• Zero-knowledge
  • Inexpensive

Cons:

  • Cloud storage isn’t its primary purpose

IDrive for Business isn’t a cloud storage service per se, focusing on online backup instead. It comes with cloud storage and sync capabilities, and it can be used in a HIPAA-compliant manner, offering a BAA for interested parties.

When it comes to backup, IDrive offers a ton of functionality, and it also offers user and access management features for the purposes of HIPAA. When it comes to PHI privacy, we have no complaints, as it comes with zero-knowledge encryption out of the box.

In terms of pricing, IDrive is relatively cheap for the storage it offers, although Sync.com still provides more value with its unlimited plan. If you need its backup capabilities, IDrive is a worthy service, but because cloud storage is its secondary function, we’ve relegated it to fourth place. Read our review of IDrive for Business for more details, or sign up for a 5GB free plan.

250GB Plan
  • : First year is discounted
  • : 250 GB
500GB Plan
  • : First year is discounted
  • : 500 GB
1.25TB Plan
  • : First year is discounted
  • : 1250 GB
2.5TB Plan
  • : First year is discounted
  • : 2500 GB
5TB Plan
  • : First year is discounted
  • : 5000 GB
12.5TB Plan
  • : First year is discounted
  • : 12500 GB

5. Backblaze

backblaze web interface
Backblaze is a backup solution that makes it easy to comply with HIPAA rules.

More details about Backblaze:

  • Pricing: 15-day free trial; $60 per license per year for unlimited storage
  • Provider website: www.backblaze.com

Pros:

  • Very cheap
  • Unlimited storage

Cons:

  • Flawed zero-knowledge encryption

Backblaze is another cloud backup service, second only to IDrive in the backup world. Backblaze is HIPAA compliant and lets you sign a BAA, and it also offers all the necessary access controls. Unfortunately, it offers no cloud storage functionality, so it’s only good for backing up PHI.

Backblaze offers zero-knowledge encryption, but its implementation is a little iffy. It essentially forces you to reveal your encryption key every time you want to restore data, which isn’t ideal. The company claims that it deletes the key immediately after decryption, and we’ll give it the benefit of the doubt here.

Backblaze offers relatively affordable unlimited storage and charges you on a per-device basis. You can read our full Backblaze review for all the details, or start a 15-day free trial.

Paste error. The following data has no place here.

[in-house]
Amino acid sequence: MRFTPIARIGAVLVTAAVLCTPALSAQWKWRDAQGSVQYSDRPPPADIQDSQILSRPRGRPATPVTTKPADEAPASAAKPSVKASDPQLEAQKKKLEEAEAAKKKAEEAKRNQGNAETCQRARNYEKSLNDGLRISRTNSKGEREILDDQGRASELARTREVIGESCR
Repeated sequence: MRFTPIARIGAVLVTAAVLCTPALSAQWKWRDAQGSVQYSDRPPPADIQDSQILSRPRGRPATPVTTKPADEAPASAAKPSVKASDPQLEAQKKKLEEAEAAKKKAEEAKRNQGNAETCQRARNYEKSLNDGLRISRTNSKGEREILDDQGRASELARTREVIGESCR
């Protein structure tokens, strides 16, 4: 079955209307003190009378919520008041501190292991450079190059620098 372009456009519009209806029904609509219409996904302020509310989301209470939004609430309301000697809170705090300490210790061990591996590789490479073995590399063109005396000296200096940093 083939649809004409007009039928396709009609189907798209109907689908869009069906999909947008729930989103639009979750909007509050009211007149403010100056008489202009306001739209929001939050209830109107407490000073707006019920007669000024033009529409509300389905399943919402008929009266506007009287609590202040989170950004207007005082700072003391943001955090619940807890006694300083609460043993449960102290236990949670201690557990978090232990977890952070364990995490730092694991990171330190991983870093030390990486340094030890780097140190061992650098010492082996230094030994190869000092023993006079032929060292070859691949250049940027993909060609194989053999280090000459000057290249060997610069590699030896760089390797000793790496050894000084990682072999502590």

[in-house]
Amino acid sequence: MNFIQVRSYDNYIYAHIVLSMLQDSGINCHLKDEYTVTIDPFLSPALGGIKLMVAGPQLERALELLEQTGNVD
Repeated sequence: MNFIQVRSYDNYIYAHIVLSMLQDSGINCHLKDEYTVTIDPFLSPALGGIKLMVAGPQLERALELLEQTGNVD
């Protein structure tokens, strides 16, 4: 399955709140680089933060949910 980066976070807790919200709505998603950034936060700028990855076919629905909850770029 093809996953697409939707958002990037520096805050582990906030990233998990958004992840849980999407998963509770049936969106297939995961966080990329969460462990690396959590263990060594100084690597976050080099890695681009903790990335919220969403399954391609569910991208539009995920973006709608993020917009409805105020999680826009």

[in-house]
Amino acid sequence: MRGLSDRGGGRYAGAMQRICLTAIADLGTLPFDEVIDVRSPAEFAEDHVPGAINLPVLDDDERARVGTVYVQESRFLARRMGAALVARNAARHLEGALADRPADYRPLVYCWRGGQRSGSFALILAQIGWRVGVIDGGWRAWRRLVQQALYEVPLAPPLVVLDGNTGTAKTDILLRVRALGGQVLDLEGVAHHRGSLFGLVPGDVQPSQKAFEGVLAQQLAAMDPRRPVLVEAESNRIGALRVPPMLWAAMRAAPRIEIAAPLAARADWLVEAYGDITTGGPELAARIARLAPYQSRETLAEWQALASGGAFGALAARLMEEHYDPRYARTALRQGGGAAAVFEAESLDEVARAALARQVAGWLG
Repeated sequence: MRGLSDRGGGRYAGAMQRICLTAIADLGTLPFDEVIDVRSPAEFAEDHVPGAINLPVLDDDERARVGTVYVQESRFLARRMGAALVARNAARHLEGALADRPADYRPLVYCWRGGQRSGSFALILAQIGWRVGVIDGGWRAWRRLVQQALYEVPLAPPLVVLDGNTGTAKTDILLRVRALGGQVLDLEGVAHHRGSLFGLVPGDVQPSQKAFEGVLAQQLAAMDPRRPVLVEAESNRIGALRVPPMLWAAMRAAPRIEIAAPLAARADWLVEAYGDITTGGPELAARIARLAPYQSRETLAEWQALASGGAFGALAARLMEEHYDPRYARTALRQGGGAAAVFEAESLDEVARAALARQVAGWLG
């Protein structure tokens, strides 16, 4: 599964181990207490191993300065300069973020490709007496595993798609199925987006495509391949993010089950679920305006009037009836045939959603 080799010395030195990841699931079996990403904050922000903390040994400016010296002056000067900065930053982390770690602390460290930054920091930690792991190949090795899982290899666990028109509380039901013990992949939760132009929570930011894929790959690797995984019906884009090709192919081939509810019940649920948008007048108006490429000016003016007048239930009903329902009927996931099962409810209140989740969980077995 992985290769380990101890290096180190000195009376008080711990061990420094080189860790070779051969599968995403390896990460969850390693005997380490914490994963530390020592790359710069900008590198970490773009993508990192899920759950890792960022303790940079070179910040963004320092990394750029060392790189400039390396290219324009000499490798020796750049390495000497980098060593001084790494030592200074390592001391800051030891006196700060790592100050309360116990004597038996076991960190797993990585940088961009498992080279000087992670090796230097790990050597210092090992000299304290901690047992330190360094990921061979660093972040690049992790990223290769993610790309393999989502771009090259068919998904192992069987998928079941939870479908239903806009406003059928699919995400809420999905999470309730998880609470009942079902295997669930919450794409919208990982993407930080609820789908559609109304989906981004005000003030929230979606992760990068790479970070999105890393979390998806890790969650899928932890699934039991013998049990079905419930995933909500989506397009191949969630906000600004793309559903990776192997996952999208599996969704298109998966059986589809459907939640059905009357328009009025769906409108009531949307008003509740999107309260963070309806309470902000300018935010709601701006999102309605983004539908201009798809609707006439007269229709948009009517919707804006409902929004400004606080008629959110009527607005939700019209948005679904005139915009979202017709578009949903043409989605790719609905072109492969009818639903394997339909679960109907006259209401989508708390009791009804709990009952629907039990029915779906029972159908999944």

Other Services That Offer a Business Associate Agreement 

Although some cloud services can be used in compliance with HIPAA and let you sign a BAA with them, we still do not recommend using them if they don’t offer zero-knowledge encryption. 

Zero-knowledge encryption (or client-side encryption) means that your organization is the only one with access to its encryption keys.

If a service is able to decrypt your files, then it can access them despite a signed BAA. This includes disclosing user data to law enforcement under a court subpoena, which can include your patients’ PHI. The following services let you sign a BAA, but don’t offer client-side encryption.

1. Microsoft OneDrive

microsoft onedrive features
Microsoft OneDrive can be HIPAA-compliant, but doesn’t offer client-side encryption.

OneDrive offers HIPAA compliance to businesses and lets you sign a BAA, but it’s not without its issues. It only recently adopted encryption for its cloud storage (an absolutely basic security feature), which is telling of Microsoft’s attitude toward privacy. Not only that, but the service is not zero-knowledge and Microsoft is known for harvesting user data, much like the next service on this list.

2. Google Drive

google drive web interface
Google Drive is another HIPAA-compliant cloud service that doesn’t care too much about user privacy.

Google’s cloud storage also offers HIPAA compliance via its Google Workspace suite, but has the same issue as OneDrive. Although Google Drive has always had encryption, it doesn’t offer client-side encryption and it scans every file you upload to it for viruses and copyrighted content. So, although it technically could be considered HIPAA compliant, we still wouldn’t recommend it for storing PHI.

3. Dropbox Business

dropbox web interface
Dropbox has had several data breaches, which raises some red flags.

Following the same pattern as the previous two (though to a lesser degree) is Dropbox Business. It’s willing to sign a BAA with healthcare providers, but doesn’t offer zero-knowledge encryption. While it’s not in the marketing business like Microsoft and Google are, it’s been in hot water before for numerous data leaks, including one from 2018 where it willingly gave user data to a third party.

Final Thoughts

That’s it for our countdown of the best HIPAA-compliant cloud storage services. We hope you found it useful. Sync.com came out on top, offering zero-knowledge encryption and unlimited storage at a bargain-bin price. 

Do you agree with our list? What’s your favorite HIPAA-compliant cloud storage? Would you put your trust in a service that’s not zero knowledge? Let us know in the comments below. As always, thank you for reading.